Plus, just in, Joe Biden now reacting to the possibility that Michael Bloomberg may soon join the 2020 race. Hear Biden today; and also, let's talk more about Bloomberg and whether he has a path to the nomination.



CABRERA: Will he run or won't he? That is still very much the question with just a few hours to go before a key deadline. After months of back and forth about a potential run, a spokesman now says former New York City Mayor Michael Bloomberg will file paperwork to ensure he is on the Democratic primary ballot in Alabama.

But whether he fully jumps into this race and joins what's already a very crowded Democratic field is still up for debate.

And just a short time ago, an e-mail sent to employees at Bloomberg Media said this, "As you have likely heard, Mike has decided to explore a campaign for President of the United States. No final decisions have been made, but of course, this is nothing new to the company."

CNN senior political commentator, David Axelrod is a former senior adviser to President Obama, and of course host to CNN's "Axe Files," which has a new episode this week, and thanks for being here.


CABRERA: So let me put up a poll real fast as we discuss Bloomberg's potential path forward here. This was a poll of Democratic voters and they were asked if they would vote for Bloomberg. Only six percent say they definitely would; 32 percent say they never would. Do you see a path for him?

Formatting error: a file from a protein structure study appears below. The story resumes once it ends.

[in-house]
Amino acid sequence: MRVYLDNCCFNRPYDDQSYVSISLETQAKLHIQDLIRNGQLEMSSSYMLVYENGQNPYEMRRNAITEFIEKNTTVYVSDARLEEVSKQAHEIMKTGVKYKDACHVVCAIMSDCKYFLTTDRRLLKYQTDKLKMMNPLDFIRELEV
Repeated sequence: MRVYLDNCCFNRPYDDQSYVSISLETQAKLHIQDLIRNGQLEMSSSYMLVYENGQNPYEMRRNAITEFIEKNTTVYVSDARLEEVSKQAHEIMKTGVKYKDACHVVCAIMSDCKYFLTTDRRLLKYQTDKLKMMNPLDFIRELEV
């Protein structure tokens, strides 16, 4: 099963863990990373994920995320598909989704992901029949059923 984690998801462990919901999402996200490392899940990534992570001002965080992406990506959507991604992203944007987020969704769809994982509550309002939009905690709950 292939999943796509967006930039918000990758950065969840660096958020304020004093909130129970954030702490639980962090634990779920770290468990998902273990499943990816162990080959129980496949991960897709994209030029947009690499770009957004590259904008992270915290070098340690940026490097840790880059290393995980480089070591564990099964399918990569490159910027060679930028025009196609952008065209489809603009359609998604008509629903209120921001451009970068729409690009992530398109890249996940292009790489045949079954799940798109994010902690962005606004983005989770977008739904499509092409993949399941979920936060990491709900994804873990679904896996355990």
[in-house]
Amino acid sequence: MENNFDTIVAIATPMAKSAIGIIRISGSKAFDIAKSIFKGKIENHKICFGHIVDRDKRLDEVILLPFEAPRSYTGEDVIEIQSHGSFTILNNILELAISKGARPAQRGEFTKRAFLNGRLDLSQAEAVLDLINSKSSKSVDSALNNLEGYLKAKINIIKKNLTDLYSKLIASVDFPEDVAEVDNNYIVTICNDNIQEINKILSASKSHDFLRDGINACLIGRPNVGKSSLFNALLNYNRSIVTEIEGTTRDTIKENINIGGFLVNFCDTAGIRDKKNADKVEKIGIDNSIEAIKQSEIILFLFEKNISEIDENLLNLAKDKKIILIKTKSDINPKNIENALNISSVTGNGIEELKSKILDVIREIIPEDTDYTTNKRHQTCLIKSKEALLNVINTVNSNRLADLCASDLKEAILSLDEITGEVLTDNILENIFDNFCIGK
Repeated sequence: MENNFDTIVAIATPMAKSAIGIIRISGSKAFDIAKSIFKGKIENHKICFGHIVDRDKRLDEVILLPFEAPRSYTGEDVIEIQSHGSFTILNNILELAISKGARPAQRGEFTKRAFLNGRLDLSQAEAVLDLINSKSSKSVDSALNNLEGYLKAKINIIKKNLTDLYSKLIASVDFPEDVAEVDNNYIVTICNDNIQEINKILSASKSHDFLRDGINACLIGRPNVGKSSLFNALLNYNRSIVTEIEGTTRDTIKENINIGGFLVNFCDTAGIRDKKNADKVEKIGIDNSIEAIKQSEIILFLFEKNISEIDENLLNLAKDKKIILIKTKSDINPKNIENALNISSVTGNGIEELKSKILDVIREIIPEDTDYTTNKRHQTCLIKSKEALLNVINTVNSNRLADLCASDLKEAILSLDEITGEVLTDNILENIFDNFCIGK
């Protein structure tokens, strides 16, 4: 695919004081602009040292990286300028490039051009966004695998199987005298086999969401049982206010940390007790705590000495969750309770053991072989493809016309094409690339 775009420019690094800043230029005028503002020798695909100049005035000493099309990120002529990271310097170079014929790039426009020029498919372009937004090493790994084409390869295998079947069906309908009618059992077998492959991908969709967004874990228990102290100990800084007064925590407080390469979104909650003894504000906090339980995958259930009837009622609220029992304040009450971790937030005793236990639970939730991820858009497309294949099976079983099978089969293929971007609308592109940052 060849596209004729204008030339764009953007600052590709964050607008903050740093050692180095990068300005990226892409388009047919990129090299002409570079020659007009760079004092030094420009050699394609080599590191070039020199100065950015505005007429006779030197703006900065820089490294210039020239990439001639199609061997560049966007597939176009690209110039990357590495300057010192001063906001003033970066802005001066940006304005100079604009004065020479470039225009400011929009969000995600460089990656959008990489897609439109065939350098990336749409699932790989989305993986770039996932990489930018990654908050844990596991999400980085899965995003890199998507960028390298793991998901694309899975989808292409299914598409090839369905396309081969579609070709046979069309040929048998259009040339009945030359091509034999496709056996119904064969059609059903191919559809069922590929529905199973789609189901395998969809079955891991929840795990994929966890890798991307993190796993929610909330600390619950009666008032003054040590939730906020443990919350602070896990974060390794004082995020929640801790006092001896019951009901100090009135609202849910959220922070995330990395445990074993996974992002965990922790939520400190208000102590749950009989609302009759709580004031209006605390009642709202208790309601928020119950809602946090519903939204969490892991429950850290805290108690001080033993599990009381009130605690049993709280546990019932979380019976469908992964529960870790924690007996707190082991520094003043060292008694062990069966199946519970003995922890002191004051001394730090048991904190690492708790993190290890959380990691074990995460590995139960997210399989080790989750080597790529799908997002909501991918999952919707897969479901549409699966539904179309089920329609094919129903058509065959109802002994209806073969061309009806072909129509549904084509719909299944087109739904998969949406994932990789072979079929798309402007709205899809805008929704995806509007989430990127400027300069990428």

AXELROD: I think it's hard. I think that's the big question. Mike Bloomberg is a formidable person. He was a -- he was a distinguished mayor. He's a great philanthropist. He's had enormous impact on some issues, climate change and guns and gun control.

But it's not clear to me where his constituency is in this Democratic primary battle. You know, people say, well, he is running because he feels like Joe Biden is faltering and there needs to be a strong moderate alternative to Elizabeth Warren and Bernie Sanders. But Joe Biden's constituency is very much among African-American voters, among non-college educated white voters, it's not clear that Bloomberg is going to reach into those constituencies.